For a detailed documentation of .NET Core project files, see MS docs or the dotnet GitHub docs.

The latest version of VS Solution Dependency Visualizer with support for .NET Core projects is available for download here.

BTW: In previous versions of this tool, I tried to register VS Solution Dependency Visualizer as an External Tool in all installed versions of Visual Studio.

However, things change all the time, and VS 2013 was the first version that did not support registration via registry, and with VS 2017 things got even more different, and finally I had to give up.

Instructions on how to add VS Solution Dependency Visualizer as an External Tool in your version of Visual Studio can be found in the readme file that comes with the installer.

Fixing PDFSharp hangs

To analyse a couple of PDF files whether they contain only images, I used the latest release build of PDFsharp, version 1.32.

However, when processing a certain file (of unknown origin) using code found in an SO answer

public static IEnumerable ExtractText(this PdfPage page)
    var content = ContentReader.ReadContent(page);      
    var text = content.ExtractText();
    return text;

the ExtractText() function simply would not return.

I upgraded to the most current build 1.50 beta 3, included the source in my project, and ran it in Debug mode, where execution halted in the file PDFsharp\src\PdfSharp\Pdf.Content\CParser.cs line 163 failing an assertion:


Without digging too deep into the analysis of PDF files, it was clear that the PDF contained a CSymbol that is not being handled by the library, and thus (most likely) ended up in an infinite loop inside CParser.ParseObject().

I fixed this by replacing the Debug.Assert statement with

        throw new Exception("unhandled PDF symbol " + symbol);

which fixed the situation for me.

Unit Testing ASP.Net MVC 5 Controllers using Rhino Mocks

Unit Testing ASP.Net MVC Controllers is not as straight-forward as you may thing, because as you get started, you face questions such as: how to create an HttpContext, an HttpContextBase, should you prefer mocking, and which mocking framework, etc.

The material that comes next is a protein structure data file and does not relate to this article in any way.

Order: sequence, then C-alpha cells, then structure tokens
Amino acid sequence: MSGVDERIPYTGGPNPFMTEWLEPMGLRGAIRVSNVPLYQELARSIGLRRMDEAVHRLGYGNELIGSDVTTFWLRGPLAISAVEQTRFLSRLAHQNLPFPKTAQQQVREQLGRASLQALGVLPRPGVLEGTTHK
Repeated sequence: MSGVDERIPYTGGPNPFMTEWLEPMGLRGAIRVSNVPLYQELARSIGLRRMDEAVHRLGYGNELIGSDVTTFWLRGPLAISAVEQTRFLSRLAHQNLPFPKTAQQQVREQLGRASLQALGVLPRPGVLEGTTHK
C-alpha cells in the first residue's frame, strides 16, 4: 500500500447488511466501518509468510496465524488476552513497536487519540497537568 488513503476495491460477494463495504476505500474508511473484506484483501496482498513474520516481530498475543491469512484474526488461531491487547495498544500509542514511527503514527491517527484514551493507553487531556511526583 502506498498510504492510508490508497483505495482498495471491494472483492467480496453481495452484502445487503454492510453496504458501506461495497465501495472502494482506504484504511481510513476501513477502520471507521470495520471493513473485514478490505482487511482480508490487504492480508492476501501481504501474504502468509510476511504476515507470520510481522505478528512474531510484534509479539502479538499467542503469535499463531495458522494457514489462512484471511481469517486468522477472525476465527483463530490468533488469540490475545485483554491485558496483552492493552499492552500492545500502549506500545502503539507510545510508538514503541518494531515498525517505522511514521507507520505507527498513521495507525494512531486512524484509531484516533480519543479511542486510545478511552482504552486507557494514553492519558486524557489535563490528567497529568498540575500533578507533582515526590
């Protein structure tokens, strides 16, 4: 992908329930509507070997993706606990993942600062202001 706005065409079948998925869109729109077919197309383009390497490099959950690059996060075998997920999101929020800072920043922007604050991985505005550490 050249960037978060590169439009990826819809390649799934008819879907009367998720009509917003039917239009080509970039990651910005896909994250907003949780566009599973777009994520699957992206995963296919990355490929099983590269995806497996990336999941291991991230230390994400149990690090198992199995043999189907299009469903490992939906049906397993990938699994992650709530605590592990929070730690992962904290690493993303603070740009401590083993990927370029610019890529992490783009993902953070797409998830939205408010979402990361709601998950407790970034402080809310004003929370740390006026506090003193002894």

After a day of googling and tinkering, I finally came up with a working solution using Rhino.Mocks and MvcContrib, both downloaded via nuget. To analyze Owin black magic, I used the source code repositories of Katana on Codeplex and symbolsource.

public class HomeIndexControllerTests
  public void HomeIndexTest()

The authentication routine uses async calls, such as FindByNameAsync(). I tried to declare the test method as public async Task, but after starting the test, the IDE claimed it’s busy, but did not execute the test.

Without Task.Run(), the async method would fail throwing an AggregateException.

I found the work-around to encapsulate the whole test inside a Task.Run():

    Task.Run(() =>
      var builder = new TestControllerBuilder();

First, we mock the ApplicationUserManager

      var us = MockRepository.GenerateStub<IUserStore<AppUser>>();
      var aum = MockRepository.GenerateStub<ApplicationUserManager>(us);

My class for storing users in the user database is called AppUser. The variable appuser is set to null for unauthenticated requests, and contains a valid object if authenticated:

      AppUser appuser = null;
      //appuser = new AppUser { .... values .... };  // uncomment for authenticated request

These stubs return the defined user object:

      us.Stub(u => u.FindByNameAsync(""))
      aum.Stub(m => m.FindByNameAsync((ClaimsIdentity)null, ""))

Create the Owin context and register the user manager:

      var owin = new OwinContext();

Use the builder to create the controller under test:

      var controller = builder.CreateController<C.Home.IndexController>();

To test unauthenticated requests, we check whether the class or the method have an [Authorize] attribute

      if (appuser == null)
        var type = controller.GetType();
        var attributes = type.GetCustomAttributes(typeof(AuthorizeAttribute), true);
        var methodInfo = type.GetMethod("Execute" 
          /*, new Type[] { ....parameter types.... } */
        var methodAttributes = methodInfo.GetCustomAttributes(typeof(AuthorizeAttribute), true);
        Assert.IsFalse(attributes.Any() || methodAttributes.Any(), "Unauthorized request not allowed");

Next, we wire up the HttpContext and Owin, and set the request’s cookies:

      var context = controller.HttpContext; 
      // the context is already mocked, so we can stub() it

      var dict = new Dictionary<object, object>();
      dict.Add("owin.Environment", owin.Environment);
      context.Stub(c => c.Items).Return(dict);
      var request = controller.Request;
      request.Stub(r => r.Cookies).Return(new HttpCookieCollection());

Next, we create a principal from the user object (see here for setting the name claim)

      var user = new GenericPrincipal(
        new ClaimsIdentity(
          new Claim[] { 
            new Claim(ClaimTypes.Name, appuser == null ? "" : appuser.UserName) }),
        new string[0]);
      context.User = user;

Then we create a fake HttpContext which matches the mocked HttpContextBase object created above:

      HttpContext.Current = new HttpContext(
        new HttpRequest("", "", ""),
        new HttpResponse(new StringWriter())
      HttpContext.Current.Items["owin.Environment"] = owin.Environment;
      if (appuser != null)
        HttpContext.Current.User = user;

We are now ready to execute the controller method